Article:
Angels Amongst Us
She was dying.
It was just before Christmas and I was on a tour of the care facility in my capacity as the health region’s Chief Executive Officer.
The nurse in charge of the unit told me in the hallway the elderly woman in the next room did not have many days left and they were doing everything possible to make her comfortable.
When I introduced myself, she asked me to sit and visit for a few minutes. The nurse left us to attend another patient.
I reached out to touch her hand and she held mine in hers with a surprisingly firm grip.
So, I sat down next to her hospital bed, and we quietly talked about life, family, and friends.
Her parents had come to area from Nova Scotia to take up a homestead in the early 1900s’.
The first winter, her father had left to work in a lumber camp, leaving his wife and two little girls, ages four and six, behind in a one room log shack.
It was bitterly cold for weeks on end, and soon the pile of wood that had been put aside in the fall would be running out.
Mother and daughters slept in their clothes; the draft from the incessant winter wind could not be avoided.
The cabin’s cookstove seemed to have a voracious appetite for the remaining meager supply. The water in the kettle would freeze overnight, as did the “slop” pail.
Several days before Christmas two bachelors who lived several miles away across the valley came into the yard driving a team of horses covered in frost.
Behind them on the sleigh was a load of poplar trees.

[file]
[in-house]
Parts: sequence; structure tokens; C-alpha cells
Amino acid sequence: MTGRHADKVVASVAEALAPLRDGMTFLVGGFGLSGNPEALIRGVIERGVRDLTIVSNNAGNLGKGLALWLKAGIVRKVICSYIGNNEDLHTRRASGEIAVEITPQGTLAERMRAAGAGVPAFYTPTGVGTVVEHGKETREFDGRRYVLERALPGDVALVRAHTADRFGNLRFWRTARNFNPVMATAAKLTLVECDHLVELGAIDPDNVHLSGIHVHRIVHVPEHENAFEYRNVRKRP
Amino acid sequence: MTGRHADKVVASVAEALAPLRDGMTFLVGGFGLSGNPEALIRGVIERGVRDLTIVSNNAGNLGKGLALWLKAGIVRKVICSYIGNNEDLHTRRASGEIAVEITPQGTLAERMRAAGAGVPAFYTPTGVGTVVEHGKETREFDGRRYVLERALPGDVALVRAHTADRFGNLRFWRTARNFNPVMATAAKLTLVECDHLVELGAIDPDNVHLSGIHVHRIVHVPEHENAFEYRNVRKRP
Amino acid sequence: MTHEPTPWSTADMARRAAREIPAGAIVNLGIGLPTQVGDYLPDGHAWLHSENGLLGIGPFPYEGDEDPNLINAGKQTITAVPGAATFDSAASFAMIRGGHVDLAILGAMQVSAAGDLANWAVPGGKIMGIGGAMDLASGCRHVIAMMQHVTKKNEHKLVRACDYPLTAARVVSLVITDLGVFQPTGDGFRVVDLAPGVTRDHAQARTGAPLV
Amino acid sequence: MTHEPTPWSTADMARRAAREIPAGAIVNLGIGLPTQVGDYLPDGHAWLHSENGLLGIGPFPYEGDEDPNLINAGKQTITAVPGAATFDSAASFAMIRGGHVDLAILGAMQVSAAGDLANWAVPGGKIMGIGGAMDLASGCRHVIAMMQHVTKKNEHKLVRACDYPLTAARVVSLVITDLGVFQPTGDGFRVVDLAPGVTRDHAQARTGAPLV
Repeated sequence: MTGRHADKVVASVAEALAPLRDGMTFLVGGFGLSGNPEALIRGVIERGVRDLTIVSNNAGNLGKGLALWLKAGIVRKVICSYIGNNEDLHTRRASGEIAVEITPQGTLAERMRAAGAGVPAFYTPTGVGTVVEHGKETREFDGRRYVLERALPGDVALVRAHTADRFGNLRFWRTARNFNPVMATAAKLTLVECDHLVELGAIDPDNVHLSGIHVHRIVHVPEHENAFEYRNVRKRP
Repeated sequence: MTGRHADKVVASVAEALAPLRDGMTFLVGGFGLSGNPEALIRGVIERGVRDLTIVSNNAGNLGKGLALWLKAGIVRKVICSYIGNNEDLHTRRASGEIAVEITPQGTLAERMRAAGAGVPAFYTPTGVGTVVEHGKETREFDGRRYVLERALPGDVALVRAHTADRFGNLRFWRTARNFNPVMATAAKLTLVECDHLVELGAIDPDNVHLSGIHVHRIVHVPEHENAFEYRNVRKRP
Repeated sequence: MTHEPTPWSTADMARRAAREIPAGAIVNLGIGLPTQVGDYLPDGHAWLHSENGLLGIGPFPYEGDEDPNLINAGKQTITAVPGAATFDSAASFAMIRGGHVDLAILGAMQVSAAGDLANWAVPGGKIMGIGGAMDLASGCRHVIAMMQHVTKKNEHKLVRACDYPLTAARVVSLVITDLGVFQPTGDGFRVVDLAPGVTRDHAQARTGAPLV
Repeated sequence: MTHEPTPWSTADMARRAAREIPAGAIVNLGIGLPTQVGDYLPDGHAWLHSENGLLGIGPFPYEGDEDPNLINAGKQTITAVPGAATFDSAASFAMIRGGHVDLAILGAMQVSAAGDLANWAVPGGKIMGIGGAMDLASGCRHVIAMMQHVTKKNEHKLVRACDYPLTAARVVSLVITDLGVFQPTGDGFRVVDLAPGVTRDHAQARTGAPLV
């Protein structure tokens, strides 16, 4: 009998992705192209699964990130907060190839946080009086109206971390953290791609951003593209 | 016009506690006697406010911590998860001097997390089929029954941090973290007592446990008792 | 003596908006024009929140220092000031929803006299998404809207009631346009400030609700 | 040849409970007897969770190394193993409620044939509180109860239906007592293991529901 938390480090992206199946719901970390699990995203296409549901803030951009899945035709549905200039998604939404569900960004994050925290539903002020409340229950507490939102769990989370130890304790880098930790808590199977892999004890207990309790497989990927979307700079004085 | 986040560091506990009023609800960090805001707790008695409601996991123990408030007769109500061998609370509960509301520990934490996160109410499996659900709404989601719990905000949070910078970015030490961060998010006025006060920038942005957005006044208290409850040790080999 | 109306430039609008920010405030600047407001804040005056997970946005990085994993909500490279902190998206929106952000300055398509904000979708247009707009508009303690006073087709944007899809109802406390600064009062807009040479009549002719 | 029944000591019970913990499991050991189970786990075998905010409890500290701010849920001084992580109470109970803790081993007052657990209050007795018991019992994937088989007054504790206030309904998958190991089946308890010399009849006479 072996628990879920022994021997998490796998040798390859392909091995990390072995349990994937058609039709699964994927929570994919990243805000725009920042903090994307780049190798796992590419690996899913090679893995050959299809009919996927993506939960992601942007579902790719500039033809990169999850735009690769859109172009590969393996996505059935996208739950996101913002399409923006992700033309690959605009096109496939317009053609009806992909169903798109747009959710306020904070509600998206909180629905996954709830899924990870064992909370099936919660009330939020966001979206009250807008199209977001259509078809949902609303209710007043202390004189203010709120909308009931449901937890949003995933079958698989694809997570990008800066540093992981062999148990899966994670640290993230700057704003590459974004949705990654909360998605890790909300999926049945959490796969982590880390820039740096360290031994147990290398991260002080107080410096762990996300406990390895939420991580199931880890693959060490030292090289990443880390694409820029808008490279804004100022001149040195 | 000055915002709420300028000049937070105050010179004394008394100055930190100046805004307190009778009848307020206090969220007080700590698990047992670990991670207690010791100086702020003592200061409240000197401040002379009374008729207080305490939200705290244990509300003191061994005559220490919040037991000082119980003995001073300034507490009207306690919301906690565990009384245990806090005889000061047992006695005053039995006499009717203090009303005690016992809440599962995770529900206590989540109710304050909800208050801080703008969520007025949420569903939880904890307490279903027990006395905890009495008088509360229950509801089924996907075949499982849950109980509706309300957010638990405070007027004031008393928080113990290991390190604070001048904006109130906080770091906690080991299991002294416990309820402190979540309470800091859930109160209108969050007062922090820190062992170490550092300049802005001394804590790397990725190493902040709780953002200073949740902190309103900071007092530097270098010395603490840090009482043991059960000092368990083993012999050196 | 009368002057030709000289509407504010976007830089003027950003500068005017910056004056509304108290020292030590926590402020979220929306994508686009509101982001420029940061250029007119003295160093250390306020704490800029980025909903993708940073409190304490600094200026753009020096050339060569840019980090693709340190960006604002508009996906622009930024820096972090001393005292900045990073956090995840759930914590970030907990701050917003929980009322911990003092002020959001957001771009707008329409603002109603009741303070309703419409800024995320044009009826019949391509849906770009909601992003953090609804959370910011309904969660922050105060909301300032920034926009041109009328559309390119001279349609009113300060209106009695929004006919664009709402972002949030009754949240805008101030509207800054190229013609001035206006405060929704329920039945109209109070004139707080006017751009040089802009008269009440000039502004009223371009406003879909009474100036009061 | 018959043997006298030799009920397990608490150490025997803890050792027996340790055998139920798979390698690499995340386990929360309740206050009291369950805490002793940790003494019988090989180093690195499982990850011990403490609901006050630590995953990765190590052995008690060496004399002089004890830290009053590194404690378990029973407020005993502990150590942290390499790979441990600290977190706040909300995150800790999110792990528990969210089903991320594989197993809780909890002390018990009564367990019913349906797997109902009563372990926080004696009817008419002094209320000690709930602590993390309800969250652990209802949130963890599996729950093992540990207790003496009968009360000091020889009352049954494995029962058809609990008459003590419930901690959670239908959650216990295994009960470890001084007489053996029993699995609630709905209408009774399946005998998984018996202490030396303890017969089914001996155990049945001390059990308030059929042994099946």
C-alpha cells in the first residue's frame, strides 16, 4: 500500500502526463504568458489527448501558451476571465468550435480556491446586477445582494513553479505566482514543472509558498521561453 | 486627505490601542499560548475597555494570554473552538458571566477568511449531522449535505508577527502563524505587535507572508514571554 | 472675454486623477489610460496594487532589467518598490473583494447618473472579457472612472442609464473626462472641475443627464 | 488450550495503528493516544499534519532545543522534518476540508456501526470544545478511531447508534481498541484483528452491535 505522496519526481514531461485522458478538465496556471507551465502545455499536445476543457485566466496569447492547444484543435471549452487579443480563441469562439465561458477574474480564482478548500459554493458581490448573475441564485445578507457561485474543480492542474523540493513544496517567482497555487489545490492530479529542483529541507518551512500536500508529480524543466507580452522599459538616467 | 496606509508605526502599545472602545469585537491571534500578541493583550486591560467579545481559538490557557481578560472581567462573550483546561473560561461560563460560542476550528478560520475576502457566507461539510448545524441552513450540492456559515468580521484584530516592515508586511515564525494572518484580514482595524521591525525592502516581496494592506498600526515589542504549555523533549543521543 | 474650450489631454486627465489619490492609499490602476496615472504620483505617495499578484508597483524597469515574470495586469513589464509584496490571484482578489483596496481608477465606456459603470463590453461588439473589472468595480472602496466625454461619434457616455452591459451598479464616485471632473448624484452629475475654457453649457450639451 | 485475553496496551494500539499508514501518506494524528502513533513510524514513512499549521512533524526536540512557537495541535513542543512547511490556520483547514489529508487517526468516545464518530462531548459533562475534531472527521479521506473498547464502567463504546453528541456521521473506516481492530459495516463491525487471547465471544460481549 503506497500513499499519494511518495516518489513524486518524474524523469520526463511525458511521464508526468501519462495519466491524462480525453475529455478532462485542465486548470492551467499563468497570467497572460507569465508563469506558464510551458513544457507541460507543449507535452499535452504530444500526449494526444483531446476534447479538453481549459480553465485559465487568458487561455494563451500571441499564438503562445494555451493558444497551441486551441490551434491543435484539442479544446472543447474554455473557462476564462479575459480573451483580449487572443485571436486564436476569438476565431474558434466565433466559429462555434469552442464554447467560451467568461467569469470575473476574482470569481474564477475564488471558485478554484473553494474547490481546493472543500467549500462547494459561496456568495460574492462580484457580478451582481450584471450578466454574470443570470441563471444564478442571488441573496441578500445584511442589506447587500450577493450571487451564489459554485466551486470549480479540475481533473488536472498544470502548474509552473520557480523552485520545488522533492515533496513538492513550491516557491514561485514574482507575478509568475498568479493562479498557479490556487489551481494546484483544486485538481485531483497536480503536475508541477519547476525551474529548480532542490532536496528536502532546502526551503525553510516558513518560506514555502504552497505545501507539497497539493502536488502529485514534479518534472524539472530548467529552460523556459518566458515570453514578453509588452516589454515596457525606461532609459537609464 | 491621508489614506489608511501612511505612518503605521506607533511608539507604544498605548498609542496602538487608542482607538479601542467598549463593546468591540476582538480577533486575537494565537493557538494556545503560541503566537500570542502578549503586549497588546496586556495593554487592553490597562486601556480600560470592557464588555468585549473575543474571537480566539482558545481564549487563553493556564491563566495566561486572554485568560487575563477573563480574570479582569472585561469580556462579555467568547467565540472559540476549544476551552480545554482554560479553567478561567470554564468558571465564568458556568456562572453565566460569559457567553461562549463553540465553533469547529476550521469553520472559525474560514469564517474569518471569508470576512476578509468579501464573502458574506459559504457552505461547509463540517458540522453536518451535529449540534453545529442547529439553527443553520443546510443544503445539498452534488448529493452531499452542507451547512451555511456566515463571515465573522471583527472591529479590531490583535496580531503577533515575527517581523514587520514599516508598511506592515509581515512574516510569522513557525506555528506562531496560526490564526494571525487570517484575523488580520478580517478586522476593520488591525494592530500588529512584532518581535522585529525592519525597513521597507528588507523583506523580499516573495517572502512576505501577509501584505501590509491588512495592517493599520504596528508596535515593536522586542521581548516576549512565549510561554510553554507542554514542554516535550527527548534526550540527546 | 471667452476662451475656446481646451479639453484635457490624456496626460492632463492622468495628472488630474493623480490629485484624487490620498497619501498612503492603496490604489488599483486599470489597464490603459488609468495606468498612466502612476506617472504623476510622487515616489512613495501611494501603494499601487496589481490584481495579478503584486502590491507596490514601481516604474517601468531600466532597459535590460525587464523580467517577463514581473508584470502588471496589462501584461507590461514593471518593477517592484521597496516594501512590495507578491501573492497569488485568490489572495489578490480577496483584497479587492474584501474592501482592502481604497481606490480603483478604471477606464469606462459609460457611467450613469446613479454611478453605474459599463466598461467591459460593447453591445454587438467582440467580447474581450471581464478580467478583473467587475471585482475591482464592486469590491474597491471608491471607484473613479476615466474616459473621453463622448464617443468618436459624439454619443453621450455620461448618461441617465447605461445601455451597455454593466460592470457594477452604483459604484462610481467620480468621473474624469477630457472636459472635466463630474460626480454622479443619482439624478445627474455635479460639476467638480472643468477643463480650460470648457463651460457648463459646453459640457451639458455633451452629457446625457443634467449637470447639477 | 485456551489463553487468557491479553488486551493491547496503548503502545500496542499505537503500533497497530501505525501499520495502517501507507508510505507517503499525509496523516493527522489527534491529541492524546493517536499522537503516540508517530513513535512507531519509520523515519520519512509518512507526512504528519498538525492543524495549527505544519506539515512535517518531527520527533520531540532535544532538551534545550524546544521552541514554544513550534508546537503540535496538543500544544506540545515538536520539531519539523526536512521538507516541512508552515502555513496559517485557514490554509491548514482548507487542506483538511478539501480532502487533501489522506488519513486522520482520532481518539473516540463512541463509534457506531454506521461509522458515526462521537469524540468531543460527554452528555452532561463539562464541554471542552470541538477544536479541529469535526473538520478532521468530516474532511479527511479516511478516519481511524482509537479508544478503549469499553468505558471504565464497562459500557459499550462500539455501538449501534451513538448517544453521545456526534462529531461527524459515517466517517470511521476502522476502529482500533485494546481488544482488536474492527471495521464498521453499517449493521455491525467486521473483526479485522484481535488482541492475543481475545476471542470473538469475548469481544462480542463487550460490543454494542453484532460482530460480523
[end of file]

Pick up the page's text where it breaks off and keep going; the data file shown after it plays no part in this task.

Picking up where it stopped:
After a cup of tea with mother and some teasing of the children, the men went out and proceeded to “buck up” the wood to a size to fit in the stove.
Her grateful mother invited them to return for a Christmas meal, and the five of them celebrated it together.
There may have been no presents exchanged that day, but laughter lit up the dwelling.
The lady in the bed said her mother told the girls as they were be tucked in to bed later that night to never forget angels were not just in heaven but also walked amongst them.
As I took my leave, I gave her a hug knowing we would never see each other again.
What a precious gift I had received; a personal testimony of the importance of reaching out to help our neighbours without thought of compensation in return.
Let us not forget what is truly important in life – family, friends, community, faith.
I know the people of the Midwest will support each other through these difficult economic times, just as our forefathers did.
It’s our heritage.
Vern McClelland is an associate broker with RE/MAX of Lloydminster. He can be reached at (780) 808-2700, through www.vernmcclelland.com or by following the Midwest Group Lloydminster on Facebook.